-		ParameterTool parameters = (ParameterTool) getRuntimeContext().getExecutionConfig().getGlobalJobParameters();
-		parameters.getRequired("input");
-		// .. do more ..
-{% endhighlight %}
-
-
-## Naming large TupleX types
-
-It is recommended to use POJOs (Plain old Java objects) instead of `TupleX` for data types
with many fields.
-Also, POJOs can be used to give large `Tuple`-types a name.
-
-**Example**
-
-Instead of using:
-
-
-~~~java
-Tuple11<String, String, ..., String> var = new ...;
-~~~
-
-
-It is much easier to create a custom type extending from the large Tuple type.
-
-~~~java
-CustomType var = new ...;
-
-public static class CustomType extends Tuple11<String, String, ..., String> {
-    // constructor matching super
-}
-~~~
-
-## Using Logback instead of Log4j
-
-**Note: This tutorial is applicable starting from Flink 0.10**
-
-Apache Flink is using [slf4j](http://www.slf4j.org/) as the logging abstraction in the code.
Users are advised to use sfl4j as well in their user functions.
-
-Sfl4j is a compile-time logging interface that can use different logging implementations
at runtime, such as [log4j](http://logging.apache.org/log4j/2.x/) or [Logback](http://logback.qos.ch/).
-
-Flink is depending on Log4j by default. This page describes how to use Flink with Logback.
Users reported that they were also able to set up centralized logging with Graylog using this
tutorial.
-
-To get a logger instance in the code, use the following code:
-
-
-{% highlight java %}
-import org.slf4j.Logger;
-import org.slf4j.LoggerFactory;
-
-public class MyClass implements MapFunction {
-	private static final Logger LOG = LoggerFactory.getLogger(MyClass.class);
-	// ...
-{% endhighlight %}
-
-
-### Use Logback when running Flink out of the IDE / from a Java application
-
-
-In all cases were classes are executed with a classpath created by a dependency manager such
as Maven, Flink will pull log4j into the classpath.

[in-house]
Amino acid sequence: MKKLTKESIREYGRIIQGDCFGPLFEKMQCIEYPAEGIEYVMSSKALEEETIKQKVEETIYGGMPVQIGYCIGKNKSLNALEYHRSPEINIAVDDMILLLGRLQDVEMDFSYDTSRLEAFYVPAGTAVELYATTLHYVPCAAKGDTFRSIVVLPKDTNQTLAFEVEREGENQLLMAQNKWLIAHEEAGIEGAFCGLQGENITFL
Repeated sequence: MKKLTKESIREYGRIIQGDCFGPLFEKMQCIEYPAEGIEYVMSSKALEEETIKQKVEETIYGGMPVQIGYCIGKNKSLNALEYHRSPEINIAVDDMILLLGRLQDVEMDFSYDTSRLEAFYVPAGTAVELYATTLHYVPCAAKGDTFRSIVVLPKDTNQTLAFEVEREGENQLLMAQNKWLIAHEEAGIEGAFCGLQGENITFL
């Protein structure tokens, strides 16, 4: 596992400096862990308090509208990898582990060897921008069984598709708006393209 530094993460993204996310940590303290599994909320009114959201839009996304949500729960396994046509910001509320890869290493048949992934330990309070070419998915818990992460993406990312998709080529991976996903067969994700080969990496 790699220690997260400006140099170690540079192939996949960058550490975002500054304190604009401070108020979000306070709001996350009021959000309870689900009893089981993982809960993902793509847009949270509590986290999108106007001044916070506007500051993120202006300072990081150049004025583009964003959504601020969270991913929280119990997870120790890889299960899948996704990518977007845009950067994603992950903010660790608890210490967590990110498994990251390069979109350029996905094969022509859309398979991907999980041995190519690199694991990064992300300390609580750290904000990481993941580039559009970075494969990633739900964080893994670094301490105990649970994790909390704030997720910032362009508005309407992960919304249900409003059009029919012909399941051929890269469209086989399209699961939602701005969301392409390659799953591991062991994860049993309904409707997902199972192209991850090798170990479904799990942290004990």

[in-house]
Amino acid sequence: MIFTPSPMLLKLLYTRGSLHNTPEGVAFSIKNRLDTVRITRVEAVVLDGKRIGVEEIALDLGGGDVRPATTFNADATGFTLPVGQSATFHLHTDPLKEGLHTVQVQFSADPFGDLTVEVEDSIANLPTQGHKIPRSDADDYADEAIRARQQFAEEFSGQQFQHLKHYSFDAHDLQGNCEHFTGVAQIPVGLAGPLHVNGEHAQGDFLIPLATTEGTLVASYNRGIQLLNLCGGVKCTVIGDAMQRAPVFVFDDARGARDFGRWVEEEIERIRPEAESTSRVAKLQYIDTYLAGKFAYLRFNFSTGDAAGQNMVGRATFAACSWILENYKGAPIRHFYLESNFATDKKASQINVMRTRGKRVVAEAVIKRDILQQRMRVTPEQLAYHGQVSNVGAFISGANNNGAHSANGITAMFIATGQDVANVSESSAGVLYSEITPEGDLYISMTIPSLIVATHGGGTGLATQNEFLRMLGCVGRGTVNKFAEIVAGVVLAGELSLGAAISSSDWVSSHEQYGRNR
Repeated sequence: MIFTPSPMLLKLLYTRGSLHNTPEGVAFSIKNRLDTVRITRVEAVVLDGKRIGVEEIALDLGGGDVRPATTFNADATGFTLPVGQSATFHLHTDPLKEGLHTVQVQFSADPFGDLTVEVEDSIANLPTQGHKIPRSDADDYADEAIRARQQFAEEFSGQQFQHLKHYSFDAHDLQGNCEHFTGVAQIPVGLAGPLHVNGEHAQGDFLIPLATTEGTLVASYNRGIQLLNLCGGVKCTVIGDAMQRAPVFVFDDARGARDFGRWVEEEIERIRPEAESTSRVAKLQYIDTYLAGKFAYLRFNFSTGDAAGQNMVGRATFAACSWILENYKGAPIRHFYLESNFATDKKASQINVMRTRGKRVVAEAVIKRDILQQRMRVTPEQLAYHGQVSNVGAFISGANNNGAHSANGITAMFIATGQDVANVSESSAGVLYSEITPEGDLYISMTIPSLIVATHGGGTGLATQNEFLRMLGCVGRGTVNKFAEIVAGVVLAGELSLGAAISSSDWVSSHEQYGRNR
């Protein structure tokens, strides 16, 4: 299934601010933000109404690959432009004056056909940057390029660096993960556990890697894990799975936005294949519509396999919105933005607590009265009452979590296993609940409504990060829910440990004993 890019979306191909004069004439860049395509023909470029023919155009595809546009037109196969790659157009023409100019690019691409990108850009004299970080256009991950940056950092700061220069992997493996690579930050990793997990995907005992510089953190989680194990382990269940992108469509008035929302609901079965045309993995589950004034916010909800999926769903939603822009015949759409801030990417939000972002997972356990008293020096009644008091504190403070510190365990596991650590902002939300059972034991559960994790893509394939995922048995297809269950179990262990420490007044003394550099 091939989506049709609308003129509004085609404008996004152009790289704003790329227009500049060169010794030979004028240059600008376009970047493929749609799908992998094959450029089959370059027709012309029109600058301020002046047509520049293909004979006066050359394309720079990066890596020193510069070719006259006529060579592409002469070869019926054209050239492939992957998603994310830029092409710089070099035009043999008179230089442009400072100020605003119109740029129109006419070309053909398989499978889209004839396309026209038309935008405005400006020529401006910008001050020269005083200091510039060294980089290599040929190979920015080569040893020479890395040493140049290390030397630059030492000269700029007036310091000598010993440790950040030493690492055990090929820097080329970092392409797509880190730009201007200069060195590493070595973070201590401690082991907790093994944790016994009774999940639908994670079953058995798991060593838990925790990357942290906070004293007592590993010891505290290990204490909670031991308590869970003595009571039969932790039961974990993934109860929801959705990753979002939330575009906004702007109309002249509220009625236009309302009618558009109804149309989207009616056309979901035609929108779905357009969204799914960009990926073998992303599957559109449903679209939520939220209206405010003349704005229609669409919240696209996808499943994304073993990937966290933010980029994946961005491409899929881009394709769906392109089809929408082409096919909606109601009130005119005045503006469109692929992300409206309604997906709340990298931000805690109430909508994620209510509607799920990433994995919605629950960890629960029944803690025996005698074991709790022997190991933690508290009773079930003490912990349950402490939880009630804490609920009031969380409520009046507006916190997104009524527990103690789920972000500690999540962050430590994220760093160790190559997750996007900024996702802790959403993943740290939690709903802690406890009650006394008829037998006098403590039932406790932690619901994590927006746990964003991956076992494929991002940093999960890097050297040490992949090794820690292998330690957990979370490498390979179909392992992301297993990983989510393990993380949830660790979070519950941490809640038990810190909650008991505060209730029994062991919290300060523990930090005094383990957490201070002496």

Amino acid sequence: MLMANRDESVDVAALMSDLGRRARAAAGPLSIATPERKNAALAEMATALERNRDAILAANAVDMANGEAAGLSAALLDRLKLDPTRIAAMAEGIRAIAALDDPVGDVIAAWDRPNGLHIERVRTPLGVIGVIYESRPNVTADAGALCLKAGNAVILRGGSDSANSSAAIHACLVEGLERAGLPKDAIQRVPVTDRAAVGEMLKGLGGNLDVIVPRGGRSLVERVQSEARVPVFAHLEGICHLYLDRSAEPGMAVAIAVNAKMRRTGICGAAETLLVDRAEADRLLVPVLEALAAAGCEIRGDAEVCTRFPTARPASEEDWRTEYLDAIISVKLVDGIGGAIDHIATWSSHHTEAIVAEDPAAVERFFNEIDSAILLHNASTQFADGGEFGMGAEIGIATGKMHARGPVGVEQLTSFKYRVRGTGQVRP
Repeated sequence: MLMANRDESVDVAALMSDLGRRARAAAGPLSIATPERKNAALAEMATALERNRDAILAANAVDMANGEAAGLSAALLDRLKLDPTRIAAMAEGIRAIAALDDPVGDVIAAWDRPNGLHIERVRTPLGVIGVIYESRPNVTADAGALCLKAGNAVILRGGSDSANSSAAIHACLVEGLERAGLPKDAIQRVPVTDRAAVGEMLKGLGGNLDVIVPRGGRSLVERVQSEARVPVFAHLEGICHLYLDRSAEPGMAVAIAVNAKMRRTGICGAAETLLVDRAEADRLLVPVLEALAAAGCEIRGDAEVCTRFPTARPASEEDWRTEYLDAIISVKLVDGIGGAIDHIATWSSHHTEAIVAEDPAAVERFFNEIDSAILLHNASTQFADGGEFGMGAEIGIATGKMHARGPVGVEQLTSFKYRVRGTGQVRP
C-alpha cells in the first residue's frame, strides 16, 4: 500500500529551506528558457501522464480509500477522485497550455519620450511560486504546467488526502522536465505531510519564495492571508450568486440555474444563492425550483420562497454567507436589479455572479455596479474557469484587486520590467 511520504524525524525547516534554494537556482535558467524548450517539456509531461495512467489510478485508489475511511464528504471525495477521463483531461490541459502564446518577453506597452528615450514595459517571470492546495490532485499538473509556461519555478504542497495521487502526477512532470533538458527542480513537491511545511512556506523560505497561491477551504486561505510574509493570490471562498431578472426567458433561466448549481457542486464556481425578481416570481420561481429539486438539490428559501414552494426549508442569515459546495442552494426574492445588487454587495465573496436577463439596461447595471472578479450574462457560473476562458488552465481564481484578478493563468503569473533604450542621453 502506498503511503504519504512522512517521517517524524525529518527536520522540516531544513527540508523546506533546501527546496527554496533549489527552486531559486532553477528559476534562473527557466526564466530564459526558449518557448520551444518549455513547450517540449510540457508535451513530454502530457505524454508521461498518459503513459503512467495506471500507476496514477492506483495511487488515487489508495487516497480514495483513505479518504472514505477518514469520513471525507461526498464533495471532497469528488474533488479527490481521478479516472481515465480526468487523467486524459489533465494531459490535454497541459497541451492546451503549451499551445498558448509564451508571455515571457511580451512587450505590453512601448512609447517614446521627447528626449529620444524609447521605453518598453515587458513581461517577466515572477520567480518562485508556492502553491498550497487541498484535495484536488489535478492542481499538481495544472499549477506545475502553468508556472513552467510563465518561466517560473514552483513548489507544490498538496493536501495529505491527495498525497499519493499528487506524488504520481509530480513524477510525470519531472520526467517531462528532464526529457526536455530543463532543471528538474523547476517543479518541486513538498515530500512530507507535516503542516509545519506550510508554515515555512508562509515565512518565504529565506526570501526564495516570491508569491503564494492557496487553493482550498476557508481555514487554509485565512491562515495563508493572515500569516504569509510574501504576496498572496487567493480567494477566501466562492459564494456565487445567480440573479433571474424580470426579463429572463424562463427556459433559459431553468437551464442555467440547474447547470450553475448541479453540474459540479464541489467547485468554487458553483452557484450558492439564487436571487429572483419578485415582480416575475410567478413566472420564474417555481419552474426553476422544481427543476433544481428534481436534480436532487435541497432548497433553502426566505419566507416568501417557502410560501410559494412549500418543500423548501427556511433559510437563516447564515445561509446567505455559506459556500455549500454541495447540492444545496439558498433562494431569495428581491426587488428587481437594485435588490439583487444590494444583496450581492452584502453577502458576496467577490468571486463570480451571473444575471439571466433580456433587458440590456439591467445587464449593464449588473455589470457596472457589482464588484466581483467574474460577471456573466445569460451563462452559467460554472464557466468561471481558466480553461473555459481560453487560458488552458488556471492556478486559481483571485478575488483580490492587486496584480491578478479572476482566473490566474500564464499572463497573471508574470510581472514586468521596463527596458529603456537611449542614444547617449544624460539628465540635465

-
-Therefore, you will need to exclude log4j from Flink's dependencies. The following description
will assume a Maven project created from a [Flink quickstart](../quickstart/java_api_quickstart.html).
-
-Change your projects `pom.xml` file like this:
-
-{% highlight xml %}
-<dependencies>
-	<!-- Add the two required logback dependencies -->
-	<dependency>
-		<groupId>ch.qos.logback</groupId>
-		<artifactId>logback-core</artifactId>
-		<version>1.1.3</version>
-	</dependency>
-	<dependency>
-		<groupId>ch.qos.logback</groupId>
-		<artifactId>logback-classic</artifactId>
-		<version>1.1.3</version>
-	</dependency>
-
-	<!-- Add the log4j -> sfl4j (-> logback) bridge into the classpath
-	 Hadoop is logging to log4j! -->
-	<dependency>
-		<groupId>org.slf4j</groupId>
-		<artifactId>log4j-over-slf4j</artifactId>
-		<version>1.7.7</version>
-	</dependency>
-
-	<dependency>
-		<groupId>org.apache.flink</groupId>
-		<artifactId>flink-java</artifactId>
-		<version>{{ site.version }}</version>
-		<exclusions>
-			<exclusion>
-				<groupId>log4j</groupId>
-				<artifactId>*</artifactId>
-			</exclusion>
-			<exclusion>
-				<groupId>org.slf4j</groupId>
-				<artifactId>slf4j-log4j12</artifactId>
-			</exclusion>
-		</exclusions>
-	</dependency>
-	<dependency>
-		<groupId>org.apache.flink</groupId>
-		<artifactId>flink-streaming-java{{ site.scala_version_suffix }}</artifactId>
-		<version>{{ site.version }}</version>
-		<exclusions>
-			<exclusion>
-				<groupId>log4j</groupId>
-				<artifactId>*</artifactId>
-			</exclusion>
-			<exclusion>
-				<groupId>org.slf4j</groupId>
-				<artifactId>slf4j-log4j12</artifactId>
-			</exclusion>
-		</exclusions>
-	</dependency>
-	<dependency>
-		<groupId>org.apache.flink</groupId>
-		<artifactId>flink-clients{{ site.scala_version_suffix }}</artifactId>
-		<version>{{ site.version }}</version>
-		<exclusions>
-			<exclusion>
-				<groupId>log4j</groupId>
-				<artifactId>*</artifactId>
-			</exclusion>
-			<exclusion>
-				<groupId>org.slf4j</groupId>
-				<artifactId>slf4j-log4j12</artifactId>